Apocrypha is the word most commonly used in reference to texts considered by Protestants to be non-
canonical and not legitimately part of the Bible; however, they are included in some protestant Bibles between the O.T and N.T. and labelled Apocrypha. These writings are however considered
canonical and included as part of the O.T. Scriptures in
Roman Catholic and
Eastern Orthodox Bibles.
Disagreement between Christian Churches is almost non-existent about the canon of the New Testament, but the inclusion of some books in the Old Testament canon is disputed.
Although the apocryphal books may be of roughly similar style and age as the accepted
canonical Scriptures, many of which were included in versions of the early Greek Old Testament (the Septuagint), these Jewish writings are not part of the Hebrew Bible (the
Masoretic text). Since these books were primarily written in the intermediate time between the Old and New Testaments, Protestant scholars sometimes call them "intertestamental" writings, and view them as no different
from other historical writings.
Roman Catholics and Eastern Orthodox consider these texts equally canonical as books of the Bible, with Catholics terming them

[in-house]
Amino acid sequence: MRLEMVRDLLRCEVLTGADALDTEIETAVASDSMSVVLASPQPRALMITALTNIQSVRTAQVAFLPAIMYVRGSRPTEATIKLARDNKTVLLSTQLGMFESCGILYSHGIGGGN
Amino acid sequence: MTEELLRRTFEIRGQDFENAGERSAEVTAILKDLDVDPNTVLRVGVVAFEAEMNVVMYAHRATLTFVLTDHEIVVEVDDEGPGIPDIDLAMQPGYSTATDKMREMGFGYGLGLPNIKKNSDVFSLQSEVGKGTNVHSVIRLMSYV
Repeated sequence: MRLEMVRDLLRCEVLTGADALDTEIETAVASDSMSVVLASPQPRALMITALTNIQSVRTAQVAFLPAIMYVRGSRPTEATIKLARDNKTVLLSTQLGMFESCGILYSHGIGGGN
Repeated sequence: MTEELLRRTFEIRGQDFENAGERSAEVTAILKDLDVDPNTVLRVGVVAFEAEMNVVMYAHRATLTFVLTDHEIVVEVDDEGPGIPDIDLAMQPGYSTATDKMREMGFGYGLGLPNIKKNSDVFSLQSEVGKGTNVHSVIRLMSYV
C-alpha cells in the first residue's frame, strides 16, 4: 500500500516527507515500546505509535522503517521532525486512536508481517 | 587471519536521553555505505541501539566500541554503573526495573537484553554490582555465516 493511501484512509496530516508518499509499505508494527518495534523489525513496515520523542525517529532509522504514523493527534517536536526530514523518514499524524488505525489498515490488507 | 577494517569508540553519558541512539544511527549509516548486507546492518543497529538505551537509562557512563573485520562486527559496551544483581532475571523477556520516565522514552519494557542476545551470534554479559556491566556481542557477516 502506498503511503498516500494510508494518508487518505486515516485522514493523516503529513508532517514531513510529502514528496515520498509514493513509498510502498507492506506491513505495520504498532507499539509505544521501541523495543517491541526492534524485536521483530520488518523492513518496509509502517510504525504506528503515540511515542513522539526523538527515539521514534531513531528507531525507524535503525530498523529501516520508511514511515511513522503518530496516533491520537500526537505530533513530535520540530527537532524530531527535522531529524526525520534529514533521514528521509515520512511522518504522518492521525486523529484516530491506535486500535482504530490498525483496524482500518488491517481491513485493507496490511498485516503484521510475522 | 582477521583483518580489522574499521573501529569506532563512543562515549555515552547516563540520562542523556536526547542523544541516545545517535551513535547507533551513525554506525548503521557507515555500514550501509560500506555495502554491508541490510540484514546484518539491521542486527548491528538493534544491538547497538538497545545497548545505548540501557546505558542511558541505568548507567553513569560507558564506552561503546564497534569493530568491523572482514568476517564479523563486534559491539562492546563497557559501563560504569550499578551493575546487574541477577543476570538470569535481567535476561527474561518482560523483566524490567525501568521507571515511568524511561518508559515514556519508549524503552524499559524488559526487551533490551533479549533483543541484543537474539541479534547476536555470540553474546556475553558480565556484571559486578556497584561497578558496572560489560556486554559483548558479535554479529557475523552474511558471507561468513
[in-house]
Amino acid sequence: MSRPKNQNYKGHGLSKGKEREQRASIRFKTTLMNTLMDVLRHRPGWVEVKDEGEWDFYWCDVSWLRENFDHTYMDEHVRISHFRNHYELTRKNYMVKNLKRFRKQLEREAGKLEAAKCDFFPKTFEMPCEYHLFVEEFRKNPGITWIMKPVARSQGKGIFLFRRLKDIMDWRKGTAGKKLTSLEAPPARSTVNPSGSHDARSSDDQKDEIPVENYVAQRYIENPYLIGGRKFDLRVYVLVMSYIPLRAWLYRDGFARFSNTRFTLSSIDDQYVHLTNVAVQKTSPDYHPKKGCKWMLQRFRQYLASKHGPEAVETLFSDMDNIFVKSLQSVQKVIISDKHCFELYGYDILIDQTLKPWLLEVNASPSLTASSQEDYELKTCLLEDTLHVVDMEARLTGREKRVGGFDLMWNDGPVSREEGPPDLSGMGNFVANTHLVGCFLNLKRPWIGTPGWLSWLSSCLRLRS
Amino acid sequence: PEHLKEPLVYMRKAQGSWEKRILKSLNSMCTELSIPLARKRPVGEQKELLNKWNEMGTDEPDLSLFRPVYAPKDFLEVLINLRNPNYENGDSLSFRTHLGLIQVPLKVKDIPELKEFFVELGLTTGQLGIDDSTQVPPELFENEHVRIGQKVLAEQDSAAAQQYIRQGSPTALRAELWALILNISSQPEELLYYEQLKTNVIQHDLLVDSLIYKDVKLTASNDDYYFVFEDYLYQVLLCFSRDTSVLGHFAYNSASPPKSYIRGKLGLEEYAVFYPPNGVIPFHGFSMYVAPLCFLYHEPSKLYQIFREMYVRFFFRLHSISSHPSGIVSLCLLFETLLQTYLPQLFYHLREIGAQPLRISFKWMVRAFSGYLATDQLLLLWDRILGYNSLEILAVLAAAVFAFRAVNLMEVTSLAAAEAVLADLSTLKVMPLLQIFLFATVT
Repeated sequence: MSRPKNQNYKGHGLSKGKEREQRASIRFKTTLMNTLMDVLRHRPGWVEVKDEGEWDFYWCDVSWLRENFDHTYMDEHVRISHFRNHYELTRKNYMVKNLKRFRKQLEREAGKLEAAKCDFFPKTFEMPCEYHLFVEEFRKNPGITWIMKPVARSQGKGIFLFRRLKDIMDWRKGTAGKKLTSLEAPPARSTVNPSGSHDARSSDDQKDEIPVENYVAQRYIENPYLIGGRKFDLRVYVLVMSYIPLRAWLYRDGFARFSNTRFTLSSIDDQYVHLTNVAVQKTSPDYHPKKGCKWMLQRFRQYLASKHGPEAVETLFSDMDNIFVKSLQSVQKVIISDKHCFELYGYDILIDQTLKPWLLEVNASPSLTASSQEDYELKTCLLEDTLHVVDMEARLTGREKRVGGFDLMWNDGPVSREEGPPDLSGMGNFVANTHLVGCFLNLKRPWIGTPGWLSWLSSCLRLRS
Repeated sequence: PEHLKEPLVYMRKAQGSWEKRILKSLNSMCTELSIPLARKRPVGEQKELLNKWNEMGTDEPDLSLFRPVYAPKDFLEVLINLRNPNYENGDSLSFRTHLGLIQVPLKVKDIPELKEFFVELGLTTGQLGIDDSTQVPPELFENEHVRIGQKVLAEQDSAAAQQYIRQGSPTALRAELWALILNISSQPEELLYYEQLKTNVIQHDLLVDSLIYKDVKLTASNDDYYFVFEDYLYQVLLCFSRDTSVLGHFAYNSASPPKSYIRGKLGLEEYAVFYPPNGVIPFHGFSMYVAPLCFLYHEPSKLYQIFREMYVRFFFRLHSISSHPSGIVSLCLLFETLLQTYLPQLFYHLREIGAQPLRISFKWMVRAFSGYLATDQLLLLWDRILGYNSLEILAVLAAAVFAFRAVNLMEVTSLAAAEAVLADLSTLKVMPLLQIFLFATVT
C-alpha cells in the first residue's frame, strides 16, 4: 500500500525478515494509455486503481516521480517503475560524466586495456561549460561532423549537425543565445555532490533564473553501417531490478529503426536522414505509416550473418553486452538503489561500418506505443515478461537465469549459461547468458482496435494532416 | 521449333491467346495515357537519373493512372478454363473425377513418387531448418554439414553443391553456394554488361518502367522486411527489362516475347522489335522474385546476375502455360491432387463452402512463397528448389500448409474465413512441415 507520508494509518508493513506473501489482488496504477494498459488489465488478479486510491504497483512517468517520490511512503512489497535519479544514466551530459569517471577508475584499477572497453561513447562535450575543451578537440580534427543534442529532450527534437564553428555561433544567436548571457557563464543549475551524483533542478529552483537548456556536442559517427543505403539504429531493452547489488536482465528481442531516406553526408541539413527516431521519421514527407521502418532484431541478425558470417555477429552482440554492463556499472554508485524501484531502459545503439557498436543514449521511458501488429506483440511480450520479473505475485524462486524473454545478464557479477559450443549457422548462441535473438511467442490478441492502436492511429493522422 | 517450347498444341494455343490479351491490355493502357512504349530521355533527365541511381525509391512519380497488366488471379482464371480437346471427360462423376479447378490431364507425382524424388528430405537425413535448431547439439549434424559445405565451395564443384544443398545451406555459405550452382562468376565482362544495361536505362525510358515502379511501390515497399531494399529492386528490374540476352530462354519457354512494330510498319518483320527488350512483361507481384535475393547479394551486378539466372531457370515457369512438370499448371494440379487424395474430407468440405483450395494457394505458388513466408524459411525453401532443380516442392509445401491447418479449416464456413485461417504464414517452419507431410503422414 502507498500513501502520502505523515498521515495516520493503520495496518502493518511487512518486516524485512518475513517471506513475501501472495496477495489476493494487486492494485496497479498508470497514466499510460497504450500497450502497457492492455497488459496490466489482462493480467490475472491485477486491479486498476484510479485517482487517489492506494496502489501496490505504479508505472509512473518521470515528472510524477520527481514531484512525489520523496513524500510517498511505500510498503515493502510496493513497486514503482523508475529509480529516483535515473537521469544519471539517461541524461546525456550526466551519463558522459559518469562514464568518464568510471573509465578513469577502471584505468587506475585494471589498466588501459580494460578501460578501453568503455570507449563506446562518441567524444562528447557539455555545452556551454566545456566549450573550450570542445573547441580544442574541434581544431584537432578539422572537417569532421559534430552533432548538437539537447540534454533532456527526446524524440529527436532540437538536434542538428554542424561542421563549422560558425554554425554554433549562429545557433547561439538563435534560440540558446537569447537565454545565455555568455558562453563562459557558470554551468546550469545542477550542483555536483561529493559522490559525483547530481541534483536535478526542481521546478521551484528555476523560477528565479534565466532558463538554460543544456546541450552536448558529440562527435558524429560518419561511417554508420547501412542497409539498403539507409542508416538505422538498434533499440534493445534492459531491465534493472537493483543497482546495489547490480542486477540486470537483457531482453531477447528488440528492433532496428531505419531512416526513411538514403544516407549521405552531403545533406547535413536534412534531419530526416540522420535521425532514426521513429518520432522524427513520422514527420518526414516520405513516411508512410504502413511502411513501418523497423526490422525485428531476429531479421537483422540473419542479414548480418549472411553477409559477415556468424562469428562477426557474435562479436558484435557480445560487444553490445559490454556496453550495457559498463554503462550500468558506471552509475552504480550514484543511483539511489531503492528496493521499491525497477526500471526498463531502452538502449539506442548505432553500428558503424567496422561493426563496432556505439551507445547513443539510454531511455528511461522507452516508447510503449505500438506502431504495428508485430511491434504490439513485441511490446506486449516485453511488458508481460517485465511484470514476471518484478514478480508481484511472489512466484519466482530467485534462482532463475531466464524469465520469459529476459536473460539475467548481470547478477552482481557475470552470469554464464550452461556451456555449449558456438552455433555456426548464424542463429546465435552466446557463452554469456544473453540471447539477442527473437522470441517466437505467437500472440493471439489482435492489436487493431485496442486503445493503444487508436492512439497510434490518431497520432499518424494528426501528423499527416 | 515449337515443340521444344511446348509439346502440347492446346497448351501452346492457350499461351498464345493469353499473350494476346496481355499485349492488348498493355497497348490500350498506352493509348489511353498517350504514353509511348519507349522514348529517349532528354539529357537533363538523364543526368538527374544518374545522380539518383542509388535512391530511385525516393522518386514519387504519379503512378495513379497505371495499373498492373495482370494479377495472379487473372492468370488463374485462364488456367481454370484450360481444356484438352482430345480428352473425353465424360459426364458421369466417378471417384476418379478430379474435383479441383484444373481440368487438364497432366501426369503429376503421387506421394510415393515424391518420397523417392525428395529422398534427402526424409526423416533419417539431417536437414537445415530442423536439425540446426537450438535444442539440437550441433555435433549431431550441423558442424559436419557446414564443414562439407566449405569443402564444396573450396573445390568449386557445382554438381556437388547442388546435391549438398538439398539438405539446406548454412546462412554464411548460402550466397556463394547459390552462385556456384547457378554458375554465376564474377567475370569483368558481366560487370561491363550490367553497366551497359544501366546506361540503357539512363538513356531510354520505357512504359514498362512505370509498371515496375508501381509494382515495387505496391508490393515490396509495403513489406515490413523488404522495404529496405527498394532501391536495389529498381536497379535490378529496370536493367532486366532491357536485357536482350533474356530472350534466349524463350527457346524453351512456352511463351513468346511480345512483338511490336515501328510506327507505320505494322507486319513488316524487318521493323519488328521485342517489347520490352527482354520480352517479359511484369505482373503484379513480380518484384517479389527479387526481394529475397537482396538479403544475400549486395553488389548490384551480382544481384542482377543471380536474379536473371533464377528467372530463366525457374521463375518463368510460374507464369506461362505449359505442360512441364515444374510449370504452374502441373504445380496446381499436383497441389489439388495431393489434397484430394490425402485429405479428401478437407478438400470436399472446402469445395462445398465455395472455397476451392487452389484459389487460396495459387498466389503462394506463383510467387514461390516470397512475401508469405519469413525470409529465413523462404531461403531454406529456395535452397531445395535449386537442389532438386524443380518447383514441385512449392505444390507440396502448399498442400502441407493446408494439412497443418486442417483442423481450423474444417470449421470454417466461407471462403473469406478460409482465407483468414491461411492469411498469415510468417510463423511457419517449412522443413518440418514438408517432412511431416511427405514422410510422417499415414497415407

deuterocanonical (from Greek: second canon). This is primarily based on their inclusion in the Septuagint and the fact that many of the
early church fathers frequently quoted from them. The Vulgate was basically a Latin translation of the Septuagint.
The Church of England takes an intermediate position on the Apocrypha; its Sixth Article of Religion says of them "the Church doth read for example of life and instruction of manners; but yet doth it not apply them
to establish any doctrine".
The Old Testament Apocrypha
Roman Catholic, Eastern Orthodox, and Oriental Orthodox
- 1 Maccabees
- 2 Maccabees
- Ben Sira
- Letter of Jeremiah
Eastern Orthodox and Oriental Orthodox
- 1 Esdras
- 3 Maccabees
- Psalm 151
Russian and Oriental Orthodox